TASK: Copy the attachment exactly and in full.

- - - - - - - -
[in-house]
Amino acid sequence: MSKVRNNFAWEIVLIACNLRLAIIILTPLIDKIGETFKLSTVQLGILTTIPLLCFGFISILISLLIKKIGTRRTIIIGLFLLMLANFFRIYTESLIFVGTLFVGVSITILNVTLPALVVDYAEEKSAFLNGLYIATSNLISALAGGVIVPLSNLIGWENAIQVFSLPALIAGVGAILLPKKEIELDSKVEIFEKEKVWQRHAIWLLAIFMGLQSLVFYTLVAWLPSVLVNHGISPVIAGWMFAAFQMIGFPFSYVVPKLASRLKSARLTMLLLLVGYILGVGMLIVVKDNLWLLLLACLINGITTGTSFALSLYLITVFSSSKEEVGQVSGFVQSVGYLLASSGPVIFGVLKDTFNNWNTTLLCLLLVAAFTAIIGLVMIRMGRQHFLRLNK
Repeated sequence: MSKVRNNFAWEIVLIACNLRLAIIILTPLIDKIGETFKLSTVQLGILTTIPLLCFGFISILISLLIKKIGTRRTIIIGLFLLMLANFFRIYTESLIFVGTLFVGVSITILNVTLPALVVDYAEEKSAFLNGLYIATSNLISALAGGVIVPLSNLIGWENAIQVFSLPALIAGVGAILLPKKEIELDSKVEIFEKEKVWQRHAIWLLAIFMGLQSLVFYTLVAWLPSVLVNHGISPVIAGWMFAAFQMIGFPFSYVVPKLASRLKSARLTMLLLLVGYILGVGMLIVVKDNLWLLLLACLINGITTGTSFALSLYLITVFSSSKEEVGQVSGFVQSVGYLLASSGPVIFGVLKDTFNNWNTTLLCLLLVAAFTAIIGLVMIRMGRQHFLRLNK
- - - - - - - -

[in-house]
Amino acid sequence: MSKVRNNFAWEIVLIACNLRLAIIILTPLIDKIGETFKLSTVQLGILTTIPLLCFGFISILISLLIKKIGTRRTIIIGLFLLMLANFFRIYTESLIFVGTLFVGVSITILNVTLPALVVDYAEEKSAFLNGLYIATSNLISALAGGVIVPLSNLIGWENAIQVFSLPALIAGVGAILLPKKEIELDSKVEIFEKEKVWQRHAIWLLAIFMGLQSLVFYTLVAWLPSVLVNHGISPVIAGWMFAAFQMIGFPFSYVVPKLASRLKSARLTMLLLLVGYILGVGMLIVVKDNLWLLLLACLINGITTGTSFALSLYLITVFSSSKEEVGQVSGFVQSVGYLLASSGPVIFGVLKDTFNNWNTTLLCLLLVAAFTAIIGLVMIRMGRQHFLRLNK
Repeated sequence: MSKVRNNFAWEIVLIACNLRLAIIILTPLIDKIGETFKLSTVQLGILTTIPLLCFGFISILISLLIKKIGTRRTIIIGLFLLMLANFFRIYTESLIFVGTLFVGVSITILNVTLPALVVDYAEEKSAFLNGLYIATSNLISALAGGVIVPLSNLIGWENAIQVFSLPALIAGVGAILLPKKEIELDSKVEIFEKEKVWQRHAIWLLAIFMGLQSLVFYTLVAWLPSVLVNHGISPVIAGWMFAAFQMIGFPFSYVVPKLASRLKSARLTMLLLLVGYILGVGMLIVVKDNLWLLLLACLINGITTGTSFALSLYLITVFSSSKEEVGQVSGFVQSVGYLLASSGPVIFGVLKDTFNNWNTTLLCLLLVAAFTAIIGLVMIRMGRQHFLRLNK